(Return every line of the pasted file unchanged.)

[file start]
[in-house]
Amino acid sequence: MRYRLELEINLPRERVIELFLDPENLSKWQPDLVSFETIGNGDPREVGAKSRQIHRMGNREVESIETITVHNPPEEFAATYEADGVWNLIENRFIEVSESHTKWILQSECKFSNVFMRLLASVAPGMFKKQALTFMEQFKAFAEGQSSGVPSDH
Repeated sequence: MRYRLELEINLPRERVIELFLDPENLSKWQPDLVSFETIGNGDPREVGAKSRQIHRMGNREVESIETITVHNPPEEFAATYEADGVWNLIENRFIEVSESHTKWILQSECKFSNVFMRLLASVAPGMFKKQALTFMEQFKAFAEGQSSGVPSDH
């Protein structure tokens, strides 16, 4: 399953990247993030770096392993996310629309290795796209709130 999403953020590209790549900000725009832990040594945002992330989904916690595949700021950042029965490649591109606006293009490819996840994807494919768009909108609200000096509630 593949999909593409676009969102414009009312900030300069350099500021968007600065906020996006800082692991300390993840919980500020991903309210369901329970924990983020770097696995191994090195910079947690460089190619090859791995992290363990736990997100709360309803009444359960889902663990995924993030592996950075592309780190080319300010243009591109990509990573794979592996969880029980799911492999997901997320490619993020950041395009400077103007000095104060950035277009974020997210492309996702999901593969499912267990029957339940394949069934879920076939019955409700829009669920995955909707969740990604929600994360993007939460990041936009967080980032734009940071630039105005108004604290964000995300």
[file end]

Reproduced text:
[in-house]
Amino acid sequence: MRYRLELEINLPRERVIELFLDPENLSKWQPDLVSFETIGNGDPREVGAKSRQIHRMGNREVESIETITVHNPPEEFAATYEADGVWNLIENRFIEVSESHTKWILQSECKFSNVFMRLLASVAPGMFKKQALTFMEQFKAFAEGQSSGVPSDH
Repeated sequence: MRYRLELEINLPRERVIELFLDPENLSKWQPDLVSFETIGNGDPREVGAKSRQIHRMGNREVESIETITVHNPPEEFAATYEADGVWNLIENRFIEVSESHTKWILQSECKFSNVFMRLLASVAPGMFKKQALTFMEQFKAFAEGQSSGVPSDH
């Protein structure tokens, strides 16, 4: 399953990247993030770096392993996310629309290795796209709130 999403953020590209790549900000725009832990040594945002992330989904916690595949700021950042029965490649591109606006293009490819996840994807494919768009909108609200000096509630 593949999909593409676009969102414009009312900030300069350099500021968007600065906020996006800082692991300390993840919980500020991903309210369901329970924990983020770097696995191994090195910079947690460089190619090859791995992290363990736990997100709360309803009444359960889902663990995924993030592996950075592309780190080319300010243009591109990509990573794979592996969880029980799911492999997901997320490619993020950041395009400077103007000095104060950035277009974020997210492309996702999901593969499912267990029957339940394949069934879920076939019955409700829009669920995955909707969740990604929600994360993007939460990041936009967080980032734009940071630039105005108004604290964000995300």